Cholesterol vs Omega-3s

Updated: Sep 17, 2018


Cholesterol is the most common test for cardio vascular disease but new research shows cholesterol is the wrong test!

Doctors are using the wrong indicator!

Omega-3 fatty acids are a better indicator of heart health and risk than cholesterol.

95% of Americans don’t eat enough Omega-3s found in fish only. This is a problem because these omega-3s are supposed to be part of every cell in your body. They help control inflammation and cell signalling.

People with proper omega-3 levels have a 34% lower risk of death and a 39% lower risk of a cardiovascular event (heart attack, coronary heart disease (CHD) and stroke). In the same study total cholesterol was not significantly related with these outcomes.

Omega-3s have so many heart benefits:

  • Lower triglycerides

  • Reduce blood pressure

  • Stabilize heartbeat

  • Increase HDL (Good cholesterol that sweeps away bad LDL)

  • Reduce clotting

  • Reduce risk of heart attack


Omega-3s natural benefits are good news because over 1 in 5 Americans between 40 and 75 take statins.


Statins are undeniably great at lowering cholesterol, the problem is they are also associated with increased risk of diabetes, muscle pain, cognitive problems and fatigue.


Adding natural omega-3s may benefit your heart by reducing the worst kind of cholesterol there is, very low density lipoproteins (vLDL), through diet not drugs.

You can quickly find out if you are deficient in omega-3s using the Omega Blood Score. This in-home test takes 5 minutes to complete and doesn’t require fasting.


Tips to improve your Omega-3 level:

  • Fresh fish 2 times a week was shown to reduce total cholesterol more than fish oil.

  • Fresh fish (trout) reduced total cholesterol 26%. Fish oil supplements reduced total cholesterol 5%.



Good Cholesterol (HDL) was increased 23.6% in the group eating fresh fish vs 10% improvement in the fish oil pills group.


Very curiously, LDL (bad cholesterol) increased in the fish oil group compared to a significant decrease of 17% in the fresh fish group.

Learn your omega-3 levels today! Can you reduce your cholesterol and improve the more important measure of your heart's health, omega-3 level!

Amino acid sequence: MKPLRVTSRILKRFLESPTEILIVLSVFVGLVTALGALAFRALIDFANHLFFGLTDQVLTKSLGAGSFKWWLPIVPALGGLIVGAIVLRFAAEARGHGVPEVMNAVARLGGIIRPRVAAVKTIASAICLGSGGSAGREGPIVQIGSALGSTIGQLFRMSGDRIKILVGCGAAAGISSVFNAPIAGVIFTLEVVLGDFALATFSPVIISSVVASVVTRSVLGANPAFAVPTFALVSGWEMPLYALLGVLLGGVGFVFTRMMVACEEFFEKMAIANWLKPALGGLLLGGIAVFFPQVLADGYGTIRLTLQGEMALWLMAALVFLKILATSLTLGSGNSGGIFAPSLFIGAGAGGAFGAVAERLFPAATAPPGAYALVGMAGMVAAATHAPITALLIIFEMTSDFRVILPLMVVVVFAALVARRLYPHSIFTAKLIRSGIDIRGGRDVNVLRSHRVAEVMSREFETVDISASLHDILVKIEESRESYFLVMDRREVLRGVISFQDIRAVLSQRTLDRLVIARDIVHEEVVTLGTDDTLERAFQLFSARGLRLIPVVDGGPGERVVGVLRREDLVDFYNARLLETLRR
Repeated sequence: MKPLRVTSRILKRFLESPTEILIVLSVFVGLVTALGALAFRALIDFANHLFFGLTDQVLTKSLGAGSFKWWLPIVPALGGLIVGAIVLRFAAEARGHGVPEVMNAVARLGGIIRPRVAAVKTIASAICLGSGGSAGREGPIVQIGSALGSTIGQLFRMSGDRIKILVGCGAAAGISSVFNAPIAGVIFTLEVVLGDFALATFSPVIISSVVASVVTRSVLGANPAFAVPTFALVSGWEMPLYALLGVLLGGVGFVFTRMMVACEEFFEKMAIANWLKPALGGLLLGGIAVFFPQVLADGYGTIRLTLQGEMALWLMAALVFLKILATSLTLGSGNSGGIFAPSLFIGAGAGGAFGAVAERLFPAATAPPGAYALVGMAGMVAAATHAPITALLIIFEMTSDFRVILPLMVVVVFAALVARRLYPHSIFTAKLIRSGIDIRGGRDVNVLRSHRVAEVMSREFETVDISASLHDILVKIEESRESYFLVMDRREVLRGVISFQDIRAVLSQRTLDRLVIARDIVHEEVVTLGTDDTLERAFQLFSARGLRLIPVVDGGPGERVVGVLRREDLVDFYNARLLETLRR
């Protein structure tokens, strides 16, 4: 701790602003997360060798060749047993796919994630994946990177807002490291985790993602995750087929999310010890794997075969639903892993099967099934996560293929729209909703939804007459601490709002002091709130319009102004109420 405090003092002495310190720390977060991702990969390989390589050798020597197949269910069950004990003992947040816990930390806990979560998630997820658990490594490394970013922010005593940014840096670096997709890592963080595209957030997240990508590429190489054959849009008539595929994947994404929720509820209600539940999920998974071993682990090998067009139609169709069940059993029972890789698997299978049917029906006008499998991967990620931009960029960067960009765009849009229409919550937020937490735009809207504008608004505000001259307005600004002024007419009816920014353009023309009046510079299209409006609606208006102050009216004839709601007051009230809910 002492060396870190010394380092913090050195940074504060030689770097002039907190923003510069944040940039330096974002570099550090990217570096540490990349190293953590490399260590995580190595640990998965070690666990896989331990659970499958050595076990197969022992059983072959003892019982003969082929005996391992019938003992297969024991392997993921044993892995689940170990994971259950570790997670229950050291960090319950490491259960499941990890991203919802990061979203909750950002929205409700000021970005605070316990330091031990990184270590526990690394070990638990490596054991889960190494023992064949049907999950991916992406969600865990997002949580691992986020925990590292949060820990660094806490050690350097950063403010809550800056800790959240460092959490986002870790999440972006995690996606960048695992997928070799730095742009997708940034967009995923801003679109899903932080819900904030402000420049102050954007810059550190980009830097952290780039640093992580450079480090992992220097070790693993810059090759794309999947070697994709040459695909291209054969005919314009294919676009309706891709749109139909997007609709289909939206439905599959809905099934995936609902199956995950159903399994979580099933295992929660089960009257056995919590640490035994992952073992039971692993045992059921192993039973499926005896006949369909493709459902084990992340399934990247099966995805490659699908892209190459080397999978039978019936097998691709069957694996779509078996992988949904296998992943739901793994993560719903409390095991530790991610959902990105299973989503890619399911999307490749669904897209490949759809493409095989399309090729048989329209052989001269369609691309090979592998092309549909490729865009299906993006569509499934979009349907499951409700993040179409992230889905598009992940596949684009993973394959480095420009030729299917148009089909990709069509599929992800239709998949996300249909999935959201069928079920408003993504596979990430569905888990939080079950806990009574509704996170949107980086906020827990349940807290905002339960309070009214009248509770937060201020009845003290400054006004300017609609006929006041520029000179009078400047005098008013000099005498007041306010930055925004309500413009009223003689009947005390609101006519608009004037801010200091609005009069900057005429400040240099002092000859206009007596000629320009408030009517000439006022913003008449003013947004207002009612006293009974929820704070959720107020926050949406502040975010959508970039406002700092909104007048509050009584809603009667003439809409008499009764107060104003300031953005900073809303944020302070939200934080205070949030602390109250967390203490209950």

Order the Omega Blood Score today, Omega Blood Score.



References:

1. Erythrocyte long-chain omega-3 fatty acid levels are inversely associated with mortality and with incident cardiovascular disease: The Framingham Heart Study Harris, William S. et al.

Journal of Clinical Lipidology , Volume 12 , Issue 3 , 718 - 727.e6

2. Balk EM, Lichtenstein AH, Chung M, Kupelnick B, Chew P, Lau J.

Effects of omega-3 fatty acids on serum markers of cardiovascular dis-

ease risk: a systematic review. Atherosclerosis. 2006;189:19–30

3. Geleijnse JM, Giltay EJ, Grobbee DE, Donders AR, Kok FJ. Blood

pressure response to fish oil supplementation: meta-regression analysis

of randomized trials. J Hypertens. 2002;20:1493–1499.

4. Mozaffarian D, Geelen A, Brouwer IA, Geleijnse JM, Zock PL,

Katan MB. Effect of fish oil on heart rate in humans: a meta-

analysis of randomized controlled trials. Circulation. 2005;112:

1945–1952

6. Cawood AL, Ding R, Napper FL, et al. Eicosapentaenoic acid (EPA)

from highly concentrated n-3 fatty acid ethyl esters is incorporated into advanced atherosclerotic plaques and higher plaque EPA is associated with decreased plaque inflammation and increased stability.

Atherosclerosis. 2010;212:252–259.

7. Siscovick DS, Raghunathan TE, King I, et al. Dietary Intake and Cell Membrane Levels of Long-Chain n-3 Polyunsaturated Fatty Acids and the Risk of Primary Cardiac Arrest. JAMA. 1995;274(17):1363–1367. doi:10.1001/jama.1995.03530170043030

8. Golomb BA, Evans MA. Statin Adverse Effects: A Review of the Literature and Evidence for a Mitochondrial Mechanism. American journal of cardiovascular drugs : drugs, devices, and other interventions. 2008;8(6):373-418.

logo omega blood score.png
  • Instagram - Grey Circle
  • Facebook - Grey Circle
  • Twitter - Grey Circle

All Rights Reserved

© 2023 by Nutrasource Diagnostics Inc.